They were sentenced to `Transportation for Life` for the incident. It was after their arrest that the British rulers came to know that Bhagat Singh was involved in the murder case of J.P.Saunders. Bhagat Singh admitted his crime and made statements in the court against the British as a tool to publicise their cause of freedom struggle.
Bhagat Singh along with other prisoners launched hunger strike in the jail. The main reason behind this was that the British thieves and murderers were given better treatment than the Indian prisoners. According to law the Indian political prisoners were supposed to be given better rights. Bhagat also demanded that the Indian political prisoners should not be forced to do any sort of undignified work. This hunger strike lasted for 63 days and ended with the submission of British power. With this he gained tremendous popularity.
Ideology of Bhagat Singh
Bhagat Singh used to maintain diary while in jail. Eventually he made to fill 404 pages. The diary was a precious one as he made numerous notes relating to the quotations and popular sayings of various people whose vies he supported, prominent were of Karl Marx and Friedrich Engels.
Political thought of Bhagat Singh`s evolved gradually from Gandhian nationalism to revolutionary Marxism. By the end of 1928, he and his comrades renamed their organisation the Hindustan Socialist Republican Association.
After going through the teachings of Karl Marx, Friedrich Engels, and Vladimir Lenin he came to believe that, India with such a large and diverse population could only survive properly under a socialist regime. He was of the opinion that India should re-enact Russian revolution.
Bhagat Singh believed that the rich would only get richer and the poor would only get poorer in the case if India did not adopt the socialistic approach. Bhagat Singh became the first socialist leader of the country.
To him “The aim of life is no more to control mind, but to develop it harmoniously, not to achieve salvation here after, but to make the best use of it here below, and not to realise truth, beauty and good only in contemplation, but also in-the actual experience of daily life; social progress depends not upon the ennoblement of the few but on the enrichment democracy or universal brotherhood can be achieved only when there is an equality of opportunity in the social, political and individual life”.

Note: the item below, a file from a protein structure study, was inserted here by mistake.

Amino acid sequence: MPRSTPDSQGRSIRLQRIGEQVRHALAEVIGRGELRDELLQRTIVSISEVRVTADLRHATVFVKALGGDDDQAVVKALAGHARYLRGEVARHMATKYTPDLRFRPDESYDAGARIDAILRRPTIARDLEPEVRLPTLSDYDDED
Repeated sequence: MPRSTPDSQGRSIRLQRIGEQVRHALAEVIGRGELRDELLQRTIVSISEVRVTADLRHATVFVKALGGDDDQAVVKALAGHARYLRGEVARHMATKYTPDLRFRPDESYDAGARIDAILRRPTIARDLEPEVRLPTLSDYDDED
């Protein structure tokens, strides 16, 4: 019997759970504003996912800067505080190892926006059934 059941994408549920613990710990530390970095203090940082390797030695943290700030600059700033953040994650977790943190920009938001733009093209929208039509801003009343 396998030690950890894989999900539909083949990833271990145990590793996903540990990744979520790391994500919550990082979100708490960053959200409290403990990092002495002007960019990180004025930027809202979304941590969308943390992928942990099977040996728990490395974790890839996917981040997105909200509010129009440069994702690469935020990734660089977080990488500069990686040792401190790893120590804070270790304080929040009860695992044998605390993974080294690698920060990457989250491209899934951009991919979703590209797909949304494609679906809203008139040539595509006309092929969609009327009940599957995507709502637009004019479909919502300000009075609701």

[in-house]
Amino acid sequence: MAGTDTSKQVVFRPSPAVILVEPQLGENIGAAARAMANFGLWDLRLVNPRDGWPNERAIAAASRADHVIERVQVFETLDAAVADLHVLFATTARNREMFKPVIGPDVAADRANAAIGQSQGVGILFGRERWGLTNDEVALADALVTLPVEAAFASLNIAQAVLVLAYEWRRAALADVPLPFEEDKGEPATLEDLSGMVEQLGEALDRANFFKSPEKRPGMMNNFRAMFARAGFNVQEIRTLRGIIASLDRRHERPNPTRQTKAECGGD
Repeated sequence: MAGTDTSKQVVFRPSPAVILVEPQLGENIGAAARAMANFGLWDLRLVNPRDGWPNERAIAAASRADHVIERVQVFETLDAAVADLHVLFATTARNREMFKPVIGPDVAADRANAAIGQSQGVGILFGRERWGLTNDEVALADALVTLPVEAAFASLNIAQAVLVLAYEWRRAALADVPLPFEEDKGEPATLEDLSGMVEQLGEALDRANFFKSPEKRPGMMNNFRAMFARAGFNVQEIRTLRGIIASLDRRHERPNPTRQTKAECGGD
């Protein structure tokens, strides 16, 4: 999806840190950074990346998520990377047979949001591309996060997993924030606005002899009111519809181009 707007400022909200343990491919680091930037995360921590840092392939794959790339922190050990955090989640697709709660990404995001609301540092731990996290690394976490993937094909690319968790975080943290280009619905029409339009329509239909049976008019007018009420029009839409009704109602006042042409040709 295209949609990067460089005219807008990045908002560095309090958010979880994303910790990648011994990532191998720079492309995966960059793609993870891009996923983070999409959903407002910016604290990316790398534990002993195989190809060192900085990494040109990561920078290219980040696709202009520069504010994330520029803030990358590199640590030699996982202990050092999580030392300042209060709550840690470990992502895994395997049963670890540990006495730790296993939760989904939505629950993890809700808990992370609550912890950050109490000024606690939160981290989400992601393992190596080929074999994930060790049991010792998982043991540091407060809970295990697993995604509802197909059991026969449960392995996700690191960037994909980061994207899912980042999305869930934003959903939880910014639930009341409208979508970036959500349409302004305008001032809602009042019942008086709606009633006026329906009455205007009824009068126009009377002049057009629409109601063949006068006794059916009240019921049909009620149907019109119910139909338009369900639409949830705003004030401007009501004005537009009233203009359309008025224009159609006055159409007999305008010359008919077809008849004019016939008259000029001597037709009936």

The comments written his diary indicated the philosophical thinking of Bhagat Singh. He also wrote a pamphlet entitled “Why I am an Atheist”, where he discusses and promotes atheism philosophy. He wrote this as a result of criticism on his failure to accept religion and God.
Bhagat Singh was also being accused of vanity by not accepting God in the face of death. He supported his own beliefs and claimed that he used to be a firm believer in The Almighty, but could not bring himself to believe the myths and beliefs that others held close to their hearts.
After studying on Russian Revolution, Bhagat Singh aspired to die as he felt it would inspire the youth of country to fight against the British Empire. Bhagat Singh also wrote a letter to the Viceroy when he was in prison asking him to execute them not by hanging but by firing squad.
Bhagat Singh was hanged on 23rd March, 1931 with fellow revolutionaries Sukhdev and Rajguru. After his execution, youths in the country rioted in protest. Thus Bhagat Singh`s desire to inspire thousands of youths to assist the Indian independence movement took a serious turn.